This poem is by Baron von Schlechta whose seven contributions to the Schubert song canon (a modest number compared to Mayrhofer's forty-seven, and rather less than Schober's twelve) are spread rather evenly among the eleven years between 1815 to 1826. Schlechta published his works in 1824, but it is certain that when Schubert set one of his friend's poems he did so from the manuscript. Diego Manzanares was a play (unperformed, of course) by Schlechta who was only twenty, one year older than Schubert, when it was written. The female heroine Ilmerine bemoans, in fairly conventional manner, the absence of her beloved. As befits the music for a stage piece, the composer has written something of an orchestrally-accompanied aria in the tempestuous key of F minor: as John Reed writes, 'how well the opening figure would sound with plucked string and woodwind.' The same is true of the postlude to the song which cries out for an oboe to sing the tune in the final two bars above the throbbing strings. It is a pity perhaps that the song is not slightly longer, which would have allowed the composer more time to establish the music's national character. As it is, the whole is over too quickly, a brief flash of light and heat from the south which is so singular in its effect that it never finds a place on recital programmes. This is a pity because this song shows a side of Schubert which would appeal to operatic singers who find the conventional Lieder repertory rather too anodyne. The difficulty would be to find other songs which, with this one, would make a convincing group in recital.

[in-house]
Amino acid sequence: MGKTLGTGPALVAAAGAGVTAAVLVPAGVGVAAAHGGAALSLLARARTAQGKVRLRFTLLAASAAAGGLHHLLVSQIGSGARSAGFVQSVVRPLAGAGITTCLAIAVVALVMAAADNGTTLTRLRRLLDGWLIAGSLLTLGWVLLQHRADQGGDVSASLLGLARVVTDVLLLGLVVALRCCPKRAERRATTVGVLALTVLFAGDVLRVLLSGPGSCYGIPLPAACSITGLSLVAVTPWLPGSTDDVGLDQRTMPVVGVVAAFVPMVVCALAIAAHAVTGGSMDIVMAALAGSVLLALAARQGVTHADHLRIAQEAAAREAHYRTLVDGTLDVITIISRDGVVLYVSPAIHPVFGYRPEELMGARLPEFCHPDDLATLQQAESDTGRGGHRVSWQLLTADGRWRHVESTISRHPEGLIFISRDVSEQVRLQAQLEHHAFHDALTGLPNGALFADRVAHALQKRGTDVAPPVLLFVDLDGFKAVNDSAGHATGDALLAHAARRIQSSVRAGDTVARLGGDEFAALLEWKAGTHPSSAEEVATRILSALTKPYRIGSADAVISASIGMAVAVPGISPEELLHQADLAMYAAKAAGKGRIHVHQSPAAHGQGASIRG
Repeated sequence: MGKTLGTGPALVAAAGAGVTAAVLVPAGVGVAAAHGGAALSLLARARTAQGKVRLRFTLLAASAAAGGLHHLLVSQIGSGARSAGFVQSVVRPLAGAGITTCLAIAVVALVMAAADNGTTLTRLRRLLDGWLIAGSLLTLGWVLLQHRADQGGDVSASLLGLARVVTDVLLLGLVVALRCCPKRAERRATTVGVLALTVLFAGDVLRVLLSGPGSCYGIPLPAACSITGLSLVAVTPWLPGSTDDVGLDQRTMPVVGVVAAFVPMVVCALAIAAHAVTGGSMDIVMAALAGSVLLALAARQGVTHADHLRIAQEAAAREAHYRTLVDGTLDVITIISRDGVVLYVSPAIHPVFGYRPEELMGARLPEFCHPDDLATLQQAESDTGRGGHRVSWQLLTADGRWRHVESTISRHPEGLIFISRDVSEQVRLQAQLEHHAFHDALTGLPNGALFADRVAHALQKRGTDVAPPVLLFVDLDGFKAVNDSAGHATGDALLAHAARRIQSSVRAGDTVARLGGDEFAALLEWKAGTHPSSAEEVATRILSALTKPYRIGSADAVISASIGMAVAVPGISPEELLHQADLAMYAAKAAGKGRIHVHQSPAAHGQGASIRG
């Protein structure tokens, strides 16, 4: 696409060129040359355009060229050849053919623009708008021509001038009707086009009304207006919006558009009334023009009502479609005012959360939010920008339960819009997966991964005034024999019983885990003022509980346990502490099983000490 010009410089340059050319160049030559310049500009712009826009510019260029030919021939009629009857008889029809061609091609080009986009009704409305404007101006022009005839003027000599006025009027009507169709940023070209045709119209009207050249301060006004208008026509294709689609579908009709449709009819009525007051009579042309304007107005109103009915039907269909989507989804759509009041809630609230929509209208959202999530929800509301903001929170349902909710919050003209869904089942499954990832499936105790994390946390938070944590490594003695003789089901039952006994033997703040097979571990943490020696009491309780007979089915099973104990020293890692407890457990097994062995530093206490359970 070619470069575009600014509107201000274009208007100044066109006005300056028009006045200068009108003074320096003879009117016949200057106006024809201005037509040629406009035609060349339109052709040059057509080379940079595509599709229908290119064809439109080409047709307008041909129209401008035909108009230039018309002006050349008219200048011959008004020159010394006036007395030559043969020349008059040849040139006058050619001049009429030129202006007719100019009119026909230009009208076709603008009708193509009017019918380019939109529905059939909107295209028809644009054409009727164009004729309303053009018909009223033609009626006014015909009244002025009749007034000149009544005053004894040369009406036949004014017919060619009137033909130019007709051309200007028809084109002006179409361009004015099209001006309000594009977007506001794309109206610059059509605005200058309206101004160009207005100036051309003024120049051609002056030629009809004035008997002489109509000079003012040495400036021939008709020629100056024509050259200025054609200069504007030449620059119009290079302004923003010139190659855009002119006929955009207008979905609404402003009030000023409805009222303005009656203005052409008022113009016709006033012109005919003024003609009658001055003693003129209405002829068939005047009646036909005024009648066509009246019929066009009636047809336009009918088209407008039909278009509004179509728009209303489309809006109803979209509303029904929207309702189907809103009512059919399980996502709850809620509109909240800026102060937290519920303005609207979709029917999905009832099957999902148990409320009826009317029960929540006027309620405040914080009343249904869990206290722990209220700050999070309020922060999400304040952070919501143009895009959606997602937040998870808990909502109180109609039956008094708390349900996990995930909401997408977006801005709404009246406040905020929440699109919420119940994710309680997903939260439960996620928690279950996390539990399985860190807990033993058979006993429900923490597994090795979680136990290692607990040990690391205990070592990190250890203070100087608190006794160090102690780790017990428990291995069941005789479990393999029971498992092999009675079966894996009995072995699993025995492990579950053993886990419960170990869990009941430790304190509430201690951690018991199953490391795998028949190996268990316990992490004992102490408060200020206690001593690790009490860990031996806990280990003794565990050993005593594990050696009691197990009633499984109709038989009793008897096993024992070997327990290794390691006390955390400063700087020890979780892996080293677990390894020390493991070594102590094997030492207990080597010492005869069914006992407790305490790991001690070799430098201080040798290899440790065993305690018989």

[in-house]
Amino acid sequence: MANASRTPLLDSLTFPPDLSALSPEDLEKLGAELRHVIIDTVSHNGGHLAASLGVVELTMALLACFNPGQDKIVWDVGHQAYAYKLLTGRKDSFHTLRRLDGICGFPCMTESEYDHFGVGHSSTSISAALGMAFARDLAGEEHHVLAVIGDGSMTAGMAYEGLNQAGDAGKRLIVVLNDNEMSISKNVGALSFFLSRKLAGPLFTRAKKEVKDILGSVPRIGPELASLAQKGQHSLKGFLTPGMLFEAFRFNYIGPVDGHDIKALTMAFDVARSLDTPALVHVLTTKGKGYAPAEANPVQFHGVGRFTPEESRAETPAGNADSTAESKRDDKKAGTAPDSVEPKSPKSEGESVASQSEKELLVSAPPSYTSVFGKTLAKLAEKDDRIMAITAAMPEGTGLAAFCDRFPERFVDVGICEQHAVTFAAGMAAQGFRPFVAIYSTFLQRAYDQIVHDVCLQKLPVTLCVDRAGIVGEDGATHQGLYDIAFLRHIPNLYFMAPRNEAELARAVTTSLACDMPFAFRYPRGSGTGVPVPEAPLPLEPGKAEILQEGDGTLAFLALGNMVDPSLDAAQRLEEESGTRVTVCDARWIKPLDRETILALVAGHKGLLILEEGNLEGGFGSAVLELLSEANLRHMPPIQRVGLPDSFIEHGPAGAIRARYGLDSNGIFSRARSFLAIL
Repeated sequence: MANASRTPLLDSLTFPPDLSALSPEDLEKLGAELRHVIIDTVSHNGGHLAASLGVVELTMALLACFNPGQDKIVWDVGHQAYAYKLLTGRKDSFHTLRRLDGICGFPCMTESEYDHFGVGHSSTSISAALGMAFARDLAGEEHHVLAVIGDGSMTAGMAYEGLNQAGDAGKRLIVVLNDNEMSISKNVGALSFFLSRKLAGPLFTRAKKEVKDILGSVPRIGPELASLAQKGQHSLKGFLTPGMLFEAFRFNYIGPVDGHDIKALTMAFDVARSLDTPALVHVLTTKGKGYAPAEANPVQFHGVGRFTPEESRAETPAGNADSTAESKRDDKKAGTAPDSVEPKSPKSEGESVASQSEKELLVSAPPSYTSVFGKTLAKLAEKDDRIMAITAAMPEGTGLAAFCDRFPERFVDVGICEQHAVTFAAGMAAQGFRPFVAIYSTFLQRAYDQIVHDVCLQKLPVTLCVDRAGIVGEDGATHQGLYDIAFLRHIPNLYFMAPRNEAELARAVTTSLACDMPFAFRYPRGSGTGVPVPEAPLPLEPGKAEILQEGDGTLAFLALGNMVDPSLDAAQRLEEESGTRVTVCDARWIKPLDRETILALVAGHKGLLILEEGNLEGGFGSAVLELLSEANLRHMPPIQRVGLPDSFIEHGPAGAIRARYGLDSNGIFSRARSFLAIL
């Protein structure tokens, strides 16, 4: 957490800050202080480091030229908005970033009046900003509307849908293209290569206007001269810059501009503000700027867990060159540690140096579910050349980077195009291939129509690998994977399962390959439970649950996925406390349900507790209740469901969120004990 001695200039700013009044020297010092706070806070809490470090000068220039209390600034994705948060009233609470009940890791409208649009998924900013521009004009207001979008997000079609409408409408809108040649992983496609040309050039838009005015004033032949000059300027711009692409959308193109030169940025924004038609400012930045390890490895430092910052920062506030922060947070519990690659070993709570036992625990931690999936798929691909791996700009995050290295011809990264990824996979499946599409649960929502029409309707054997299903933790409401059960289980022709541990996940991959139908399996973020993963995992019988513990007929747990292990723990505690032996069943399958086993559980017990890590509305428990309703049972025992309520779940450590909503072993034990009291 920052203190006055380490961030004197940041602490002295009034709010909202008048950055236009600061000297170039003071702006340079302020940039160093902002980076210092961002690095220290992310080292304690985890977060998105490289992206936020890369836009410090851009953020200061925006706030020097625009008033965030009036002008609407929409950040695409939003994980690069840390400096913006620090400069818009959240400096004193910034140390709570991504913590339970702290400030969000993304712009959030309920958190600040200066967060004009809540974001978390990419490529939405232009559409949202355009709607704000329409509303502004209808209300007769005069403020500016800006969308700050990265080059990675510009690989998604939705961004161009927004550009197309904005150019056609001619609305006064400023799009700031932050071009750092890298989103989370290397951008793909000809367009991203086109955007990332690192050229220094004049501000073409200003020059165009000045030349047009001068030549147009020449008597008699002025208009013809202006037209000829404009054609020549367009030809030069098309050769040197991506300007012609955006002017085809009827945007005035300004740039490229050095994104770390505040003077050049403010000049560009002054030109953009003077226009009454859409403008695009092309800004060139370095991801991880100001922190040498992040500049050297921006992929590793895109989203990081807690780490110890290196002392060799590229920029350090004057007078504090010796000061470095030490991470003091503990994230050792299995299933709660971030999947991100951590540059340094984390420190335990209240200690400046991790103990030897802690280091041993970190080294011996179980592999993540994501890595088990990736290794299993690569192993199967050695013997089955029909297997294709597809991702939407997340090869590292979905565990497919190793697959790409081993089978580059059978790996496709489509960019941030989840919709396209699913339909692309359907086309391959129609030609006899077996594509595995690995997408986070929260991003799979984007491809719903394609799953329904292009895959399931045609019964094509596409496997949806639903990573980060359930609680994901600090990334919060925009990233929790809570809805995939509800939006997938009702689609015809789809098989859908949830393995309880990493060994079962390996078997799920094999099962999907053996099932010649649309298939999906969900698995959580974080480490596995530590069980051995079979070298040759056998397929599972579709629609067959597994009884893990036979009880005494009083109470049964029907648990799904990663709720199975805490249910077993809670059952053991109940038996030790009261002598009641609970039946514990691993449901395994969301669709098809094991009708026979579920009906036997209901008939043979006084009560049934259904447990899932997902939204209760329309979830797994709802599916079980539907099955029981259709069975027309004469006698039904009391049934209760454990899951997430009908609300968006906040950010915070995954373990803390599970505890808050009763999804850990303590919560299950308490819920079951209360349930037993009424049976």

from notes by Graham Johnson © 1993